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but I had rather it would please you I might be whipp'd.

Duke. Whipp'd first, sir, and hang'd after. -
Proclaim it, provost, round about the city,
If any woman's wrong'd by this lewd fellow,
(As I have heard bim swear himself there's one
Whom he begot with child,) let her appear,
And he shall marry her : the nuptial finishid,
Let him be whipp'd and hang’d.

Lucio. I beseech your highness, do not marry me to a whore! Your highness said even now, I made you a duke: good my lord, do not recompense me in making me a cuckold.

Duke. Upon mine honour, thou shalt marry her. Thy slanders I forgive; and therewithal Remit thy other forfeits : 48— Take him to prison; And see our pleasure herein executed.

Lucio. Marrying a punk, my lord, is pressing to death, whipping, and hanging.

Duke. Slandering a prince deserves it. —
She, Claudio, that you wrong'd, look you restore.
Joy to you, Mariana ! - love her, Angelo :
I have confess'd her, and I know her virtue. —
Thanks, good friend Escalus, for thy much good

ness :
There's more behind, that is more gratulate.“
Thanks, provost, for thy care and secrecy;
We shall employ thee in a worthier place: -
Forgive him, Angelo, that brought you home
The head of Ragozine for Claudio's:
The offence pardons itself. — Dear Isabel,

45 Dr. Johnson says, forfeits means punishments; but is it not more likely to signify misdoings, transgressions, from the French forfait ? Steevens's note affords instances of the word in this

seuse.

4 That is, more to be rejoiced in.

I have a motion much im,
Whereto if you'll a will:
What's mine is yours. a
So, bring us to our ne

much imports your good;

Poull a willing ear incline, Wheretoe is yours, and what is yours is mine. —

us to our palace ; where we'll show yet behind, that's meet you all should know.

(Ereunt. INTRODUCTION

TO

MUCH ADO ABOUT NOTHING.

The earliest notice that has reached us of Much ADO ABOUT NOTHING is an entry in the books of the Stationers' Company, bearing date August 4, 1600, and running thus :

“ As You Like It, a book.
“ Henry the Fifth, a book.
« Every Man in his Humour, a book. 7 "

ook To be stayed." “ Much Ado about Nothing, a book.) Why these plays were thus entered and the publication stayel, cannot be certainly determined: probably it was to protect the authorized publishers and the public against those « stolen and surreptitious copies" which the editors of the folio allege to have been put forth. In the same Register, under the date of August 23, 1600, the following entry was made by Andrew Wise and William Aspley : « Two books, the one called Much Ado about Nothing, and the other The Second Part of the History of King Henry the IV., with the Humours of Sir John Falstaff: Written by Mr. Shakespeare." "This entry was for publication ; which may infer that the stay of August 4 had been revoked by the 23d or the same month. In the course of the same year a quarto pamphlet of thirty-six leaves was published, with a title-page reading as follows : « Much Ado ab ut Nothing : As it hath been sundry times publicly acted by the right honourable the Lord Chamberlain his servants. Written by William Shakespeare. - London : Printed by V. S. for Andrew Wise and William Aspley. 1600." The frequent use of the play on the public stage, and the need of a stay to prevent a stolen issue, may doubtless be taken as evidence of a pretty good run. There is one more contemporary reference to this play, which should not be omitted. Mr. Steevens ascertained from one of Vertue's manuscripts that Much Ado about Nothing once passed under the title of Benedick and Beatrice;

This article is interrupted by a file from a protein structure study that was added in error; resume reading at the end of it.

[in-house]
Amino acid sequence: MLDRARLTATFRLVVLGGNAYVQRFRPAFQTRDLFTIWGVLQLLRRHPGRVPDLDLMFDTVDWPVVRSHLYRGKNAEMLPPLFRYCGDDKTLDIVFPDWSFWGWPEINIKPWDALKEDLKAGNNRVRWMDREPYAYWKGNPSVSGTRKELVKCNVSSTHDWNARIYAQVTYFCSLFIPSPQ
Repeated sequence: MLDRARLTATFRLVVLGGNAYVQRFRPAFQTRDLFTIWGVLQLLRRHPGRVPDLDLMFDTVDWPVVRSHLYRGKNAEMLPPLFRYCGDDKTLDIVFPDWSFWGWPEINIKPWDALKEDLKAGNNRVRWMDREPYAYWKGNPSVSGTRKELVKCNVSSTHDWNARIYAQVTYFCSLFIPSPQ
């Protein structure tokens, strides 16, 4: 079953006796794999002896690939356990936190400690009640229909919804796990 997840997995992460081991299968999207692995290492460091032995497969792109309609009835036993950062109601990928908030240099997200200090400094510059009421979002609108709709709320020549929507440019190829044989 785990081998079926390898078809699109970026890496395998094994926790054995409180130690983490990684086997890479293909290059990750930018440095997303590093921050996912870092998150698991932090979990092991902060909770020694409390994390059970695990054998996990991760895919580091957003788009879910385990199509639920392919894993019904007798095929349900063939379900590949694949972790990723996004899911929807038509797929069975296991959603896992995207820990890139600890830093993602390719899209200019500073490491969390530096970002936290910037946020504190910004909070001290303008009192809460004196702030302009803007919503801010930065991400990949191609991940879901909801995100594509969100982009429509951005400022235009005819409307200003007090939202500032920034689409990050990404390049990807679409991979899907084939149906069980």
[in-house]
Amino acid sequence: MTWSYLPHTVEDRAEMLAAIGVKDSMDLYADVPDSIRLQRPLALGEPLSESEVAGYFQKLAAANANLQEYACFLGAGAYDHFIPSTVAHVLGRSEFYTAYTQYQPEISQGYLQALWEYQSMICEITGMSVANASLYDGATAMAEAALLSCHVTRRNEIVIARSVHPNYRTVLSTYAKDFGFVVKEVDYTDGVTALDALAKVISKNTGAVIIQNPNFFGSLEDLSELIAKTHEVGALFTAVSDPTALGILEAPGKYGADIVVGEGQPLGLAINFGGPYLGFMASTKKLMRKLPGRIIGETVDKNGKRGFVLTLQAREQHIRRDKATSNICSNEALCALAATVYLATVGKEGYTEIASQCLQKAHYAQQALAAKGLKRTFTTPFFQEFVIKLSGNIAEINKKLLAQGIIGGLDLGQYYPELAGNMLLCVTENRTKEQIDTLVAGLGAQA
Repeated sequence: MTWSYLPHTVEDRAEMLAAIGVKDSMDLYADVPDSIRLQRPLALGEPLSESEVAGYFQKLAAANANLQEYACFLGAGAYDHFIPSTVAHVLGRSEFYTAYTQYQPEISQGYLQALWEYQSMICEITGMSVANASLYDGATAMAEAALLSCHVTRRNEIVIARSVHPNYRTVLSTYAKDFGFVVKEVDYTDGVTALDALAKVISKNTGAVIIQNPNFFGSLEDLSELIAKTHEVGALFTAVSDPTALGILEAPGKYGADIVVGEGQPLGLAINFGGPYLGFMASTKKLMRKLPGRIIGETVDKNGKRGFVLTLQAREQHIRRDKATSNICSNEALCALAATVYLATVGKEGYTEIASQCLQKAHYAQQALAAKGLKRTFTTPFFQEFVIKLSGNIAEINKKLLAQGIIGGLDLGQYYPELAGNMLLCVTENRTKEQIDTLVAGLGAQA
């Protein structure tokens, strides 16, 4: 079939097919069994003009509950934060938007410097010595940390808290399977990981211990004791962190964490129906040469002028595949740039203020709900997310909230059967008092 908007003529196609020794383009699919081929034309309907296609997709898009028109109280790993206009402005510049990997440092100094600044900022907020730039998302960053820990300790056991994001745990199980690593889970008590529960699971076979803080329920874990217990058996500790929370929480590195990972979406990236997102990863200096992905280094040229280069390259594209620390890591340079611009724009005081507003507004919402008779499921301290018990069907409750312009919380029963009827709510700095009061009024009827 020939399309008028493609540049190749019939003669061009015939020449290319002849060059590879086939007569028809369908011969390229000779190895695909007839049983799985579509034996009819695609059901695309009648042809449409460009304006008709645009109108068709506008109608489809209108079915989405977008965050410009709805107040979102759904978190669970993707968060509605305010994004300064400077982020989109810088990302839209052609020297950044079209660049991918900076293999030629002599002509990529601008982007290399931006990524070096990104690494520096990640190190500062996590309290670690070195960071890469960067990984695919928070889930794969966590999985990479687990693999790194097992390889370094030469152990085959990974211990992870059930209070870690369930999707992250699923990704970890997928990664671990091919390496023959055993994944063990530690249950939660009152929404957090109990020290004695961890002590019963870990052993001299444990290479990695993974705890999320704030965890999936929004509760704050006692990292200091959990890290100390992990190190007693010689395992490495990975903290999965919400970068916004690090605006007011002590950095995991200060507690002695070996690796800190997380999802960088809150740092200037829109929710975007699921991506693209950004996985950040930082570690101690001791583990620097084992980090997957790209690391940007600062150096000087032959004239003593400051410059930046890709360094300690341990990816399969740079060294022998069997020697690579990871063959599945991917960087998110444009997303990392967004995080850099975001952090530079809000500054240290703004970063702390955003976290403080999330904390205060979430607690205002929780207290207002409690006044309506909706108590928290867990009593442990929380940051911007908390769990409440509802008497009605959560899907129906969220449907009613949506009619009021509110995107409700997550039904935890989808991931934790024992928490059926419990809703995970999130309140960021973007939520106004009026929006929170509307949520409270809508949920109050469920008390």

I have a motion much imports your good;
Whereto if you'll a willing ear incline,
What's mine is yours, and what is yours is mine. —
So, bring us to our palace ; where we'll show
What's yet behind, that's meet you all should know.

(Exeunt.

INTRODUCTION

TO

MUCH ADO ABOUT NOTHING.

The earliest notice that has reached us of Much ADO ABOUT Nothing is an entry in the books of the Stationers' Company, bearing date August 4, 1600, and running thus :

“ As You Like It, a book.
· Henry the Fifth, a book.

Every Man in his Humour, a book. To be slayed." “ Much Ado about Nothing, a book.) Why these plays were thus entered and the publication stayel, cannot be certainly determined: probably it was to protect the authorized publishers and the public against those « stolen and surreptitious copies” which the editors of the folio allege to have been put forth. In the same Register, under the date of August 23, 1600, the following entry was made by Andrew Wise and William Aspley: “ Two books, the one called Much Ado about Nothing, and the other The Second Part of the History of King Henry the IV., with the Humours of Sir John Falstaff : Written jy Mr. Shakespeare." This entry was for publication ; which may infer that the stay of August 4 had been revoked by the 23d of the same month. In the course of the same year a quarto pamphlet of thirty-six leaves was published, with a title-page reading as follows : “Much Ado ab ut Nothing : As it hath been sundry times publicly acted by the right honourable the Lord Chamberlain his servants. Written by William Shakespeare. - London : Printed by V. S. for Andrew Wise and William Aspley. 1600.” The frequent use of the play on the public stage, and the need of a stay to prevent a stolen issue, may doubtless be taken as evidence of a pretty good run. There is one more contemporary reference to this play, which should not be omitted. Mr. Steevens ascertained from one of Vertue's manuscripts that Much Ado about Nothing once passed under the title of Benedick and Beatrice ;

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